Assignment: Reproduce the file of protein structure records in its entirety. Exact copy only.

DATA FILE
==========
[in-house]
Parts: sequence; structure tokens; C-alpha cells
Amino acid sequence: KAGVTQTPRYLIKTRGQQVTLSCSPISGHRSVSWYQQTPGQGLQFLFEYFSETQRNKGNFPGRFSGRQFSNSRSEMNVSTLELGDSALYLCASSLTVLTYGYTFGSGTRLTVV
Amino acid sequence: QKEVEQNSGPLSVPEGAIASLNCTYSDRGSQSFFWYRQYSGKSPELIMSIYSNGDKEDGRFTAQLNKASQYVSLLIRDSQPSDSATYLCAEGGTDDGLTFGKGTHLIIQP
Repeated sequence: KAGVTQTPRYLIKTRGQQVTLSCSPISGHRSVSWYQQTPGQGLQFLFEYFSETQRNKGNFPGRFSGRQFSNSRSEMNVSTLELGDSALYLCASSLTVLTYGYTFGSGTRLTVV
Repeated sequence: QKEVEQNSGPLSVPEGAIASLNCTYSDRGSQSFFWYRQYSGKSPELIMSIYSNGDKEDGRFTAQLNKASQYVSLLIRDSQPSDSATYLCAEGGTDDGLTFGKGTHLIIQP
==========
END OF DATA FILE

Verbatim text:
[in-house]
Parts: sequence; structure tokens; C-alpha cells
Amino acid sequence: KAGVTQTPRYLIKTRGQQVTLSCSPISGHRSVSWYQQTPGQGLQFLFEYFSETQRNKGNFPGRFSGRQFSNSRSEMNVSTLELGDSALYLCASSLTVLTYGYTFGSGTRLTVV
Amino acid sequence: QKEVEQNSGPLSVPEGAIASLNCTYSDRGSQSFFWYRQYSGKSPELIMSIYSNGDKEDGRFTAQLNKASQYVSLLIRDSQPSDSATYLCAEGGTDDGLTFGKGTHLIIQP
Repeated sequence: KAGVTQTPRYLIKTRGQQVTLSCSPISGHRSVSWYQQTPGQGLQFLFEYFSETQRNKGNFPGRFSGRQFSNSRSEMNVSTLELGDSALYLCASSLTVLTYGYTFGSGTRLTVV
Repeated sequence: QKEVEQNSGPLSVPEGAIASLNCTYSDRGSQSFFWYRQYSGKSPELIMSIYSNGDKEDGRFTAQLNKASQYVSLLIRDSQPSDSATYLCAEGGTDDGLTFGKGTHLIIQP